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Health Team

'Robin hood in reverse': GOP health plan gives break to wealthy

Posted March 15

— The White House has rejected the non-partisan Congressional Budget Office's projections that 24 million American could become uninsured by 2026 under the new Republican plan to replace former President Barack Obama's Affordable Care Act.

The AARP and a number of other major hospital groups, though, have rejected the new GOP plan because of how they say it harms older, lower-income Americans. Even though millions could lose coverage, some people stand to gain under the new GOP bill.

Middle class Americans will get more in tax credits, according to Dr. Jonathan Oberlander, a professor of social medicine at the University of North Carolina at Chapel Hill School of Medicine. Under the Affordable Care Act, which is also called Obamacare, the subsidies for health insurance phase out for people who make roughly $48,000. The Republican plan's tax credits, though, continue for someone making up to $75,000.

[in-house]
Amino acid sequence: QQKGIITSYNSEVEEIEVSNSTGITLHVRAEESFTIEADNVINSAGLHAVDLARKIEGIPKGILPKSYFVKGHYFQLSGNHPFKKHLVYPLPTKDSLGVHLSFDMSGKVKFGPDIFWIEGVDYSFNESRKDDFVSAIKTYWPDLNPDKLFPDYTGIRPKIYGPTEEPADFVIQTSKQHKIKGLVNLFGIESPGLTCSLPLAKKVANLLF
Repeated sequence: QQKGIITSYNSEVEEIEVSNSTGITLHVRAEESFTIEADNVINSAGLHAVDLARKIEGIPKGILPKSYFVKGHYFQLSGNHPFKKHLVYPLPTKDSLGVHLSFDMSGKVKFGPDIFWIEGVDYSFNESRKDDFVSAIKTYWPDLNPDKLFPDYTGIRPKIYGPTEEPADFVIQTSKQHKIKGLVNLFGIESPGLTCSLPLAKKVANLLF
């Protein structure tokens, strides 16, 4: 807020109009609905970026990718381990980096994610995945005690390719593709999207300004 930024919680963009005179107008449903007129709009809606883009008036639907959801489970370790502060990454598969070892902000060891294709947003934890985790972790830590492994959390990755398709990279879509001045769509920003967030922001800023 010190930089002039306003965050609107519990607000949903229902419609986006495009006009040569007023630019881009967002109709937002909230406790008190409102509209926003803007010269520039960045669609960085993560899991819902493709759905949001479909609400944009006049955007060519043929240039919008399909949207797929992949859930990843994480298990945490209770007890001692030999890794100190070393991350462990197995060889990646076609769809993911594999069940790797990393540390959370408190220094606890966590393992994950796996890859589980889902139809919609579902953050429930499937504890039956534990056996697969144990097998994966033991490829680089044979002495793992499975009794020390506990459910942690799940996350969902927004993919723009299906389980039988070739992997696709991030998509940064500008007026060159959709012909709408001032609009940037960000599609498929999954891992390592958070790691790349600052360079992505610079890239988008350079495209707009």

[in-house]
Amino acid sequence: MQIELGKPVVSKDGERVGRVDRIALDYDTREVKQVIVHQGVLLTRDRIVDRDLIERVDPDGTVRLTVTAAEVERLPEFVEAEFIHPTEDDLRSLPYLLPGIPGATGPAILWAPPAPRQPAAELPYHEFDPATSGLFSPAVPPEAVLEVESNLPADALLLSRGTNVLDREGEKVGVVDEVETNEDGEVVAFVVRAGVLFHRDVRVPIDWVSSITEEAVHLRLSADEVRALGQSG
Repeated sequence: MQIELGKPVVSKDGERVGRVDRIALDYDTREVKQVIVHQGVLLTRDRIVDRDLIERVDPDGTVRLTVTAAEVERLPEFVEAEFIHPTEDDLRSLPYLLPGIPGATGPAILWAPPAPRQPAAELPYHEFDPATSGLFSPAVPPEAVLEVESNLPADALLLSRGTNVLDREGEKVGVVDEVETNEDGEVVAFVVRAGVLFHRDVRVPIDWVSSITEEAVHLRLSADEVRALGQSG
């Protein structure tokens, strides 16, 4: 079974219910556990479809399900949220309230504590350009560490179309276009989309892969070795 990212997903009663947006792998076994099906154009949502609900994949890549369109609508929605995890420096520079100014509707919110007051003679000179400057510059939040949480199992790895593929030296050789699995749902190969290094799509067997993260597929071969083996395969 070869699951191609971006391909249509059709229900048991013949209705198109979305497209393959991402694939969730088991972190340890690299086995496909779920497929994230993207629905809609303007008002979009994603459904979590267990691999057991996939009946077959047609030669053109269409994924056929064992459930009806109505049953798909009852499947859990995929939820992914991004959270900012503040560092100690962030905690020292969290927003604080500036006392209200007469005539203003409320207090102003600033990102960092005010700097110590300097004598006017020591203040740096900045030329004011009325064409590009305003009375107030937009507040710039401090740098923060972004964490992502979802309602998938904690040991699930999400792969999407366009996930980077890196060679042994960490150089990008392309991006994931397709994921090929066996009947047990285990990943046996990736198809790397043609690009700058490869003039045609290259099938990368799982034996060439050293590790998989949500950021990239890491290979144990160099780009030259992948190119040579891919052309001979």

Here's what the plan looks like for a 40-year-old person in Wake County who makes about $75,000:

–Tax credit (subsidy) under ACA in 2020: $0

–Tax credit under GOP plan in 2020: $3,000

It's the same for a Moore County, where Oberlander said insurance tends to be costlier

For the same person in Wayne County:

–Tax credit (subsidy) under ACA in 2020: $0

–Tax credit under GOP plan in 2020: $3,000

Oberlander said the criticism that wealthier Americans will do better under the GOP plan are true. Higher taxes on the wealthy—defined as people making $200,000 or more—that were used to help pay for the Affordable Care Act will be slashed. But Oberlander said that could harm lower-income Americans.

"It represents a huge tax cut for wealthy Americans at the same time that it reduces the subsides to lower-income Americans," Oberlander said. "So, this is a highly redistributive health plan.

"It is 'Robin Hood' in reverse."

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